Duder Regional Park

Or El Duderino, if you’re not into the whole brevity thing.

To view the full gallery of 26 pictures on imgur, click here.

Most, if not all, of Auckland’s Regional Parks, and many other parks as well, are working farms, if that means that there are sheep grazing there, and they occasionally shear them… but Duder Regional Park makes a point of letting visitors know that it is a model of sustainable farming.  The visitor can walk Duder Sustainable Trail to learn about this.  Farming is one of the most important sectors of the New Zealand economy, and the Department of Conservation seems to be consistently friendly to farmers.  To hear about the damage done to New Zealand‘s environment by chemical fertilizers, pesticides, and use of the land generally, you have to do some digging – New Zealand’s image as a green country is part of a carefully cultivated PR campaign, and you won’t hear much from the DOC or any other government body to tarnish that image.  Still, many regional parks were donated by old farm families who wish to see the land preserved, including the Duder family.  And farmers grant access to their land so that visitors can see many of the country’s sights, including East Cape, the easternmost point of the main islands of New Zealand, and it’s historic lighthouse.  Para-gliders are allowed to use launch sites on farm land throughout the country.

Duder Park is located on the Whakakaiwhara Peninsula in the Tamaki Strait, and offers stunning panoramic views that include the Brookby/Maraetai hills, the Hunua Ranges and Hauraki Gulf islands.

Pasture and gulf view at Duder Park
Pasture and gulf view at Duder Park

It was a hot, sunny day, and the pasture land was an especially bright green, as many of the pictures show.  The gulf views were even more beautiful.  But the star of the show for me was Whakakaiwhara pā.

A pā is a Māori fortified village or defensive settlement, often hills with palisades, defensive terraces, and/or trenches.  I’ve been told that war with the Māori gave the English early experience with trench warfare.  Often, I find it difficult to look at the remains of a pā and understand how the defenses worked.  But this is not the case with Whakakaiwhara pā.

Hauraki Gulf view, Whakakaiwhara pā on the right
Hauraki Gulf view, Whakakaiwhara pā on the right

Whakakaiwhara pā is a long thin peninsula stretching into the gulf.  Three sides are far too steep to climb while defended, and the 4th side is narrow, with a series of rolling hills that allow the defenders to take the high ground.  It is also a beautiful location, with access to the shores, shellfish and other food from the sea.

Whakakaiwhara pā
Whakakaiwhara pā

While at Duder Park I saw 2 different planes that appeared to be of  WW2 vintage.  The other was too far away to see well, or to get a good picture.

Vintage plane over Duder Park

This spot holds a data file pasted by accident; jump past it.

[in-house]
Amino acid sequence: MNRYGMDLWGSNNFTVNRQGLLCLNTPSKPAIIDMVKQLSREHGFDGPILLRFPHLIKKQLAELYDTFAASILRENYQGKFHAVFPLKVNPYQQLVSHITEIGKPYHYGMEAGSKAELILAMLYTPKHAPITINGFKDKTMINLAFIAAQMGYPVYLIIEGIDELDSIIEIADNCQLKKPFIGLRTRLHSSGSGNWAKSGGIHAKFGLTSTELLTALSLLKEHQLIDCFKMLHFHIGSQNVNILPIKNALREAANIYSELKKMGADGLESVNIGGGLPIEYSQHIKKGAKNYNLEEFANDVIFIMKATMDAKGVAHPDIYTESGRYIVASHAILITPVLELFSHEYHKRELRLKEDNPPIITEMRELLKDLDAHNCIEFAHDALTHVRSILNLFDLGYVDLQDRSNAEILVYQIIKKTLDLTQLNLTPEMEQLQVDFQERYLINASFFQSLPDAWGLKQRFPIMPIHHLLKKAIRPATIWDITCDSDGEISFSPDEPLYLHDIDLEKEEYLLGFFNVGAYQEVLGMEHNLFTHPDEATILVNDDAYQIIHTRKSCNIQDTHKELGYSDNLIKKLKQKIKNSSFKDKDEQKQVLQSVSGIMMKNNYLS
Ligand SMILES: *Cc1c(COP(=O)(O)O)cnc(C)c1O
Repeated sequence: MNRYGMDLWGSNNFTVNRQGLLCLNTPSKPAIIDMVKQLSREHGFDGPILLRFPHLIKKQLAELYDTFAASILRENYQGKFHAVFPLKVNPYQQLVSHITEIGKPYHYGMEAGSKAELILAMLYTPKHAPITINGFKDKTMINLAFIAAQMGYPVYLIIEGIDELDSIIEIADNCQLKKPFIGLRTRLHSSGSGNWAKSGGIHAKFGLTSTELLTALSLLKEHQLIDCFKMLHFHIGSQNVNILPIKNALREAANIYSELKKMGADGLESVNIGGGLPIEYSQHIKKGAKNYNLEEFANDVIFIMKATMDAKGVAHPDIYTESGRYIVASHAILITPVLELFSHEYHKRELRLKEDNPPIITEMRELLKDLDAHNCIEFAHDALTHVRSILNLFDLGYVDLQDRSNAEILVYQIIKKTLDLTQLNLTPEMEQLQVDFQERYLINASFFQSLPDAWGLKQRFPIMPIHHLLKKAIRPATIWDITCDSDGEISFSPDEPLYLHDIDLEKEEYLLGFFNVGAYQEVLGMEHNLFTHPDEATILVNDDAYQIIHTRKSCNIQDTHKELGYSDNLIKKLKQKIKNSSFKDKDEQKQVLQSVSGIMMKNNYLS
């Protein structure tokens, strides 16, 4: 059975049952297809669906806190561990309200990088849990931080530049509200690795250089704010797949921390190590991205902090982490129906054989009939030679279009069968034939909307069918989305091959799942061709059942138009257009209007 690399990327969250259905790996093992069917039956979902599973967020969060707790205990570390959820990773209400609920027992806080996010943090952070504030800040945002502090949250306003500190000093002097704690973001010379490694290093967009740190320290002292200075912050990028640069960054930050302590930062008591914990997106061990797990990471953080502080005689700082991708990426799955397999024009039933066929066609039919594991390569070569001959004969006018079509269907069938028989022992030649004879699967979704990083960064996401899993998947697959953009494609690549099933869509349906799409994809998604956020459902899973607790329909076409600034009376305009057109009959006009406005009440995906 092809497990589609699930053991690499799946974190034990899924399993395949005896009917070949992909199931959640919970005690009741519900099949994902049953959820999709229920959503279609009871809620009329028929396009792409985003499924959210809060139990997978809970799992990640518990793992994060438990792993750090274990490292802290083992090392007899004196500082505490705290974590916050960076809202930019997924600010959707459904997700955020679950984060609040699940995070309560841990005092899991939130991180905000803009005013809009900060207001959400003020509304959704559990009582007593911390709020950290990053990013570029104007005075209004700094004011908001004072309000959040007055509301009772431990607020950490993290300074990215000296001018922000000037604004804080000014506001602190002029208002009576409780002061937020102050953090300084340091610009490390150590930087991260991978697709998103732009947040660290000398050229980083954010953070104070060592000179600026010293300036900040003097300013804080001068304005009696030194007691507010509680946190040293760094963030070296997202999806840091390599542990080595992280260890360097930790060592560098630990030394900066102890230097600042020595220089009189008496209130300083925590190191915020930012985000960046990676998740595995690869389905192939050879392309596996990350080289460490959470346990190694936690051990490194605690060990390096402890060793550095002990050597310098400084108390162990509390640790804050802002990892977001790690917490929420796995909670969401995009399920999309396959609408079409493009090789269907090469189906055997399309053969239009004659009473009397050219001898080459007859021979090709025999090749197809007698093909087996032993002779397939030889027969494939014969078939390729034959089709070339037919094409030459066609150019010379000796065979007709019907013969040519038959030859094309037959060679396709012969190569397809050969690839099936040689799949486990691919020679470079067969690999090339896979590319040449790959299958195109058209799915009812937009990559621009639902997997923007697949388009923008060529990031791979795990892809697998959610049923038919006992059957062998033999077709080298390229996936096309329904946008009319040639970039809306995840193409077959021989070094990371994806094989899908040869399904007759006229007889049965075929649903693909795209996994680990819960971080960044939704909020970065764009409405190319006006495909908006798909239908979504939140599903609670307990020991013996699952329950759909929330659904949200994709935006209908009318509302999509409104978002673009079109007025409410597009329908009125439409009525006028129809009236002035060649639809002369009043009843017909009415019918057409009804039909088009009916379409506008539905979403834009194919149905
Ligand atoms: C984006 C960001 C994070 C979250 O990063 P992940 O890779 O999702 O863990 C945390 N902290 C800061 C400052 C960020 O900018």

Vintage plane over Duder Park

To view the full gallery of 26 pictures on imgur, click here.

Merry Christmas from New Zealand!

In which Miles enjoys the New Zealand Christmas tree, and gradually improving weather on Christmas day.

Metrosideros excelsa (pōhutukawa, New Zealand pohutukawa,[2] New Zealand Christmas tree[3]) is a coastal evergreen tree in the myrtle family,Myrtaceae, that produces a brilliant display of red (or occasionally orange, yellow[4] or white[5]) flowers made up of a mass of stamens. The pōhutukawa is one of twelve Metrosideros species endemic to New Zealand. Renowned for its vibrant colour and its ability to survive even perched on rocky, precarious cliffs, it has found an important place in New Zealand culture for its strength and beauty and is regarded as a chiefly tree (rākau rangatira) by Māori.[6] The blossom of the tree is called kahika.
Wikipedia

The pohutukawa is also known as the New Zealand Christmas tree, because of the bright red “bulbs”, and because it only blooms around this time of year.

pohutukawa
pohutukawa

During the month of December I visited a number of beaches fringed with pohutukawa trees.  They’re in bloom everywhere now, and the colors seem to be getting brighter.  The photo above was taken at Mahurangi Regional Park.  I’ll be posting about this soon, although I’m a bit behind and have several other adventures to post first.

It rained hard most of Christmas Eve, and Christmas Day started without rain but cool and cloudy.  It took a while, but started clearing up nicely in the afternoon, and the parks filled with people enjoying the weather.

This view of Auckland on Christmas Day is framed by pohutukawa trees, although you have to look closely to see the red flowers.

pohutukawa
pohutukawa and Auckland’s city center

Everything is closed on Christmas Day in New Zealand, and the grocery stores are full of last-minute shoppers.  Many kiwis take up to a month off this time of year, and many of those go camping – many more locals will be encountered at campgrounds this time of year, and really anywhere outdoors.  I’m going to head down to the South Island soon, but before I go I need to visit central Auckland, which I am told empties considerably this time of year.  The day after Christmas is Boxing Day (as in England and a number of other countries), a big shopping day comparable to Black Friday in the USA.  So, today would not be the day to enjoy an empty Auckland.  Maybe tomorrow.

Merry Christmas!

Hunua Falls

In which Miles visits Hunua Falls and walks in the Hunua Ranges.

To view the full gallery of 11 photos on imgur, click here.

To visit the Auckland Council page for Hunua Falls, click here.

Hunua Falls is the only place of which I’ve ever lost all of my photos.  I don’t know how it happened.  I looked for them one day and couldn’t find them (this was in 2014).  They weren’t in my backups.  They were nowhere to be found.  Fortunately this didn’t happen again in 2015.